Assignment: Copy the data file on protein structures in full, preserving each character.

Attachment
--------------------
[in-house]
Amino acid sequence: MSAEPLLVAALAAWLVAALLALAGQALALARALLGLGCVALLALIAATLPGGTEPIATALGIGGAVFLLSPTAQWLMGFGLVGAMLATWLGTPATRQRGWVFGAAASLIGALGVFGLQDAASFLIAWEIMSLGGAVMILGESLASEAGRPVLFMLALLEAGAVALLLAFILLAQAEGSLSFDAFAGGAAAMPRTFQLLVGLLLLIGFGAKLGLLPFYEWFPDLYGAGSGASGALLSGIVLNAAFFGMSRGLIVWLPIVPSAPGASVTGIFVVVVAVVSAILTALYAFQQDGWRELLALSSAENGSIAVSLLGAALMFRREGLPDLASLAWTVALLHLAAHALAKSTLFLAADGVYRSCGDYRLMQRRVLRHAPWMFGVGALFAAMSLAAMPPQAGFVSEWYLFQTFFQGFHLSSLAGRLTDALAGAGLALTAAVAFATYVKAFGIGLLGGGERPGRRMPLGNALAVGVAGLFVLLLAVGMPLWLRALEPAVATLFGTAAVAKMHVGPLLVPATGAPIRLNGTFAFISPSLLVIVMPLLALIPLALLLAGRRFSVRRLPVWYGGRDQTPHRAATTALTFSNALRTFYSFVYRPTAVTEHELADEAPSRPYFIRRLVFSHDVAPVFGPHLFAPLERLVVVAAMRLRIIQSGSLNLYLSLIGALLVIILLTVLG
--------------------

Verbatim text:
[in-house]
Amino acid sequence: MSAEPLLVAALAAWLVAALLALAGQALALARALLGLGCVALLALIAATLPGGTEPIATALGIGGAVFLLSPTAQWLMGFGLVGAMLATWLGTPATRQRGWVFGAAASLIGALGVFGLQDAASFLIAWEIMSLGGAVMILGESLASEAGRPVLFMLALLEAGAVALLLAFILLAQAEGSLSFDAFAGGAAAMPRTFQLLVGLLLLIGFGAKLGLLPFYEWFPDLYGAGSGASGALLSGIVLNAAFFGMSRGLIVWLPIVPSAPGASVTGIFVVVVAVVSAILTALYAFQQDGWRELLALSSAENGSIAVSLLGAALMFRREGLPDLASLAWTVALLHLAAHALAKSTLFLAADGVYRSCGDYRLMQRRVLRHAPWMFGVGALFAAMSLAAMPPQAGFVSEWYLFQTFFQGFHLSSLAGRLTDALAGAGLALTAAVAFATYVKAFGIGLLGGGERPGRRMPLGNALAVGVAGLFVLLLAVGMPLWLRALEPAVATLFGTAAVAKMHVGPLLVPATGAPIRLNGTFAFISPSLLVIVMPLLALIPLALLLAGRRFSVRRLPVWYGGRDQTPHRAATTALTFSNALRTFYSFVYRPTAVTEHELADEAPSRPYFIRRLVFSHDVAPVFGPHLFAPLERLVVVAAMRLRIIQSGSLNLYLSLIGALLVIILLTVLG